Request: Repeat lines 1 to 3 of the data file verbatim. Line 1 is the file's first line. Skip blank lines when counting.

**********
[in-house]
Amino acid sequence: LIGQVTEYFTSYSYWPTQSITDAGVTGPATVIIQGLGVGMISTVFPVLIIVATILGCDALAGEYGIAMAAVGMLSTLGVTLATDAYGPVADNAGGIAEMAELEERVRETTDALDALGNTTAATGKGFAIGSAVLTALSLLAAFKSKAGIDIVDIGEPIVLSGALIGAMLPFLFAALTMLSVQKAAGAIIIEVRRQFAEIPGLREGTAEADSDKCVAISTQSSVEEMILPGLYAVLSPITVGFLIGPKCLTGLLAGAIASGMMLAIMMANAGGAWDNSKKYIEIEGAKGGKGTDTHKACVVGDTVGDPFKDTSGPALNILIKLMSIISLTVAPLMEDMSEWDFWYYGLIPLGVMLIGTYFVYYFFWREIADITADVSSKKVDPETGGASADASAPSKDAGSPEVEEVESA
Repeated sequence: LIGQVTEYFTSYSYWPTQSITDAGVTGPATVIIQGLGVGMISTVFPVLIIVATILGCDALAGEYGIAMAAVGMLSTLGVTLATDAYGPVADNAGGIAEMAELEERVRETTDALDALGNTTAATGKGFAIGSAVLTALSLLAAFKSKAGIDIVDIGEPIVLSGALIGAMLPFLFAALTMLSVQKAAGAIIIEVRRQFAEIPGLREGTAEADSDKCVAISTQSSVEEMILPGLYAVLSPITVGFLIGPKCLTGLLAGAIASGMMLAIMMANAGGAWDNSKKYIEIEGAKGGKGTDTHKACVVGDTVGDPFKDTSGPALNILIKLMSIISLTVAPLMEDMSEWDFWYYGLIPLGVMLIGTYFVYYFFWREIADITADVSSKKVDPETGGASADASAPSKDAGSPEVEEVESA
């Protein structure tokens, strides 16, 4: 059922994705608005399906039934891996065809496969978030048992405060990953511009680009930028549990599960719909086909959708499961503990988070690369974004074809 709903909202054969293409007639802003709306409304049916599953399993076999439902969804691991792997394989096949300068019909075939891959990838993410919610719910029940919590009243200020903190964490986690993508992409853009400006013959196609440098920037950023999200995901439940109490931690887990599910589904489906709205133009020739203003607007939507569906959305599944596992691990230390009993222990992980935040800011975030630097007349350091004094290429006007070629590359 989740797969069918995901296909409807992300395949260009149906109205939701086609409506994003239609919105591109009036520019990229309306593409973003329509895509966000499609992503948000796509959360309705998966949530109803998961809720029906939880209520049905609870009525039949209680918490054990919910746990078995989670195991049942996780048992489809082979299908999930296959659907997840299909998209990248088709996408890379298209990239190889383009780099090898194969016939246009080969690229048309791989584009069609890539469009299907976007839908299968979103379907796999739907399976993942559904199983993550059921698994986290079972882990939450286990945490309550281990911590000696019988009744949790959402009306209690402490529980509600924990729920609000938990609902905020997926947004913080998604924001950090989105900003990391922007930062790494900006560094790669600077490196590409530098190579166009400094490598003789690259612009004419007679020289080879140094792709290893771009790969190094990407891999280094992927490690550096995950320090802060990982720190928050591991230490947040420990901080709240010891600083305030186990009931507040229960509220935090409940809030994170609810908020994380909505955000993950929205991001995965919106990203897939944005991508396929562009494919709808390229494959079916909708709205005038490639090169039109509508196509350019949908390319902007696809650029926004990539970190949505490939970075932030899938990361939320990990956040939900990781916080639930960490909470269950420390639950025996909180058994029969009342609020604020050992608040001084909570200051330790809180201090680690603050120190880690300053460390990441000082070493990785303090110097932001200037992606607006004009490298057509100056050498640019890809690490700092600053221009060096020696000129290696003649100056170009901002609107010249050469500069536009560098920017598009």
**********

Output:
[in-house]
Amino acid sequence: LIGQVTEYFTSYSYWPTQSITDAGVTGPATVIIQGLGVGMISTVFPVLIIVATILGCDALAGEYGIAMAAVGMLSTLGVTLATDAYGPVADNAGGIAEMAELEERVRETTDALDALGNTTAATGKGFAIGSAVLTALSLLAAFKSKAGIDIVDIGEPIVLSGALIGAMLPFLFAALTMLSVQKAAGAIIIEVRRQFAEIPGLREGTAEADSDKCVAISTQSSVEEMILPGLYAVLSPITVGFLIGPKCLTGLLAGAIASGMMLAIMMANAGGAWDNSKKYIEIEGAKGGKGTDTHKACVVGDTVGDPFKDTSGPALNILIKLMSIISLTVAPLMEDMSEWDFWYYGLIPLGVMLIGTYFVYYFFWREIADITADVSSKKVDPETGGASADASAPSKDAGSPEVEEVESA
Repeated sequence: LIGQVTEYFTSYSYWPTQSITDAGVTGPATVIIQGLGVGMISTVFPVLIIVATILGCDALAGEYGIAMAAVGMLSTLGVTLATDAYGPVADNAGGIAEMAELEERVRETTDALDALGNTTAATGKGFAIGSAVLTALSLLAAFKSKAGIDIVDIGEPIVLSGALIGAMLPFLFAALTMLSVQKAAGAIIIEVRRQFAEIPGLREGTAEADSDKCVAISTQSSVEEMILPGLYAVLSPITVGFLIGPKCLTGLLAGAIASGMMLAIMMANAGGAWDNSKKYIEIEGAKGGKGTDTHKACVVGDTVGDPFKDTSGPALNILIKLMSIISLTVAPLMEDMSEWDFWYYGLIPLGVMLIGTYFVYYFFWREIADITADVSSKKVDPETGGASADASAPSKDAGSPEVEEVESA